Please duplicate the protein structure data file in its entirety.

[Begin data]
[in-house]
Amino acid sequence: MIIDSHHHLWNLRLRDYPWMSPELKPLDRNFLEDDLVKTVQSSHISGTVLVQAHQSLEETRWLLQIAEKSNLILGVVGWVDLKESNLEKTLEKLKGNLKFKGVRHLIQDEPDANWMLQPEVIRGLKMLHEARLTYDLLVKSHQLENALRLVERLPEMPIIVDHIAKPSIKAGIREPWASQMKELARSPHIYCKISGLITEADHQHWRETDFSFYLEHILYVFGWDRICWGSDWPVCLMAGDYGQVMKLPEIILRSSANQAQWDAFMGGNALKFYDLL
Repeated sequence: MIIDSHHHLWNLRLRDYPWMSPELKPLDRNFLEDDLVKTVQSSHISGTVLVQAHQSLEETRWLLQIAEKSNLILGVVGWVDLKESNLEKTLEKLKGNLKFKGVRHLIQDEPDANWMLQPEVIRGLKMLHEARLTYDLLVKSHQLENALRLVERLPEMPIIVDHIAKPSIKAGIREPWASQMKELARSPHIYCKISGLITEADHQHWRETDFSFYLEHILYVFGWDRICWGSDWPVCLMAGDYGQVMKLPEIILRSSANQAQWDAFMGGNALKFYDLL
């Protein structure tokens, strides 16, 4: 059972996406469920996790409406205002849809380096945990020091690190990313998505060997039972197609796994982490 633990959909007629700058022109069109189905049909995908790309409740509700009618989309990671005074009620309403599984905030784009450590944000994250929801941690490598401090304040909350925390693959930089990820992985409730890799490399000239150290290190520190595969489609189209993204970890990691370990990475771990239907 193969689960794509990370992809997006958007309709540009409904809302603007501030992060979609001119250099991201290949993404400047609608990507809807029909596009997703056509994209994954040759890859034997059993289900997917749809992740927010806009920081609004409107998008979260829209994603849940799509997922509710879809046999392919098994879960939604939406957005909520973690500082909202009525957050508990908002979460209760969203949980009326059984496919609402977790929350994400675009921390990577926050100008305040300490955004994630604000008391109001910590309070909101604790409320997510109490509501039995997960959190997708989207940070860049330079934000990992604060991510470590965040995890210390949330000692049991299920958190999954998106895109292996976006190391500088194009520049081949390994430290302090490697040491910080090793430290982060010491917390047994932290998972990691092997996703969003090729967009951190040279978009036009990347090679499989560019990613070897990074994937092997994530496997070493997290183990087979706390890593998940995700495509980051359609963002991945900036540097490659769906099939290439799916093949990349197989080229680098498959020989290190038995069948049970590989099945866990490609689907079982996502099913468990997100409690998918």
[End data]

[in-house]
Amino acid sequence: MIIDSHHHLWNLRLRDYPWMSPELKPLDRNFLEDDLVKTVQSSHISGTVLVQAHQSLEETRWLLQIAEKSNLILGVVGWVDLKESNLEKTLEKLKGNLKFKGVRHLIQDEPDANWMLQPEVIRGLKMLHEARLTYDLLVKSHQLENALRLVERLPEMPIIVDHIAKPSIKAGIREPWASQMKELARSPHIYCKISGLITEADHQHWRETDFSFYLEHILYVFGWDRICWGSDWPVCLMAGDYGQVMKLPEIILRSSANQAQWDAFMGGNALKFYDLL
Repeated sequence: MIIDSHHHLWNLRLRDYPWMSPELKPLDRNFLEDDLVKTVQSSHISGTVLVQAHQSLEETRWLLQIAEKSNLILGVVGWVDLKESNLEKTLEKLKGNLKFKGVRHLIQDEPDANWMLQPEVIRGLKMLHEARLTYDLLVKSHQLENALRLVERLPEMPIIVDHIAKPSIKAGIREPWASQMKELARSPHIYCKISGLITEADHQHWRETDFSFYLEHILYVFGWDRICWGSDWPVCLMAGDYGQVMKLPEIILRSSANQAQWDAFMGGNALKFYDLL
């Protein structure tokens, strides 16, 4: 059972996406469920996790409406205002849809380096945990020091690190990313998505060997039972197609796994982490 633990959909007629700058022109069109189905049909995908790309409740509700009618989309990671005074009620309403599984905030784009450590944000994250929801941690490598401090304040909350925390693959930089990820992985409730890799490399000239150290290190520190595969489609189209993204970890990691370990990475771990239907 193969689960794509990370992809997006958007309709540009409904809302603007501030992060979609001119250099991201290949993404400047609608990507809807029909596009997703056509994209994954040759890859034997059993289900997917749809992740927010806009920081609004409107998008979260829209994603849940799509997922509710879809046999392919098994879960939604939406957005909520973690500082909202009525957050508990908002979460209760969203949980009326059984496919609402977790929350994400675009921390990577926050100008305040300490955004994630604000008391109001910590309070909101604790409320997510109490509501039995997960959190997708989207940070860049330079934000990992604060991510470590965040995890210390949330000692049991299920958190999954998106895109292996976006190391500088194009520049081949390994430290302090490697040491910080090793430290982060010491917390047994932290998972990691092997996703969003090729967009951190040279978009036009990347090679499989560019990613070897990074994937092997994530496997070493997290183990087979706390890593998940995700495509980051359609963002991945900036540097490659769906099939290439799916093949990349197989080229680098498959020989290190038995069948049970590989099945866990490609689907079982996502099913468990997100409690998918």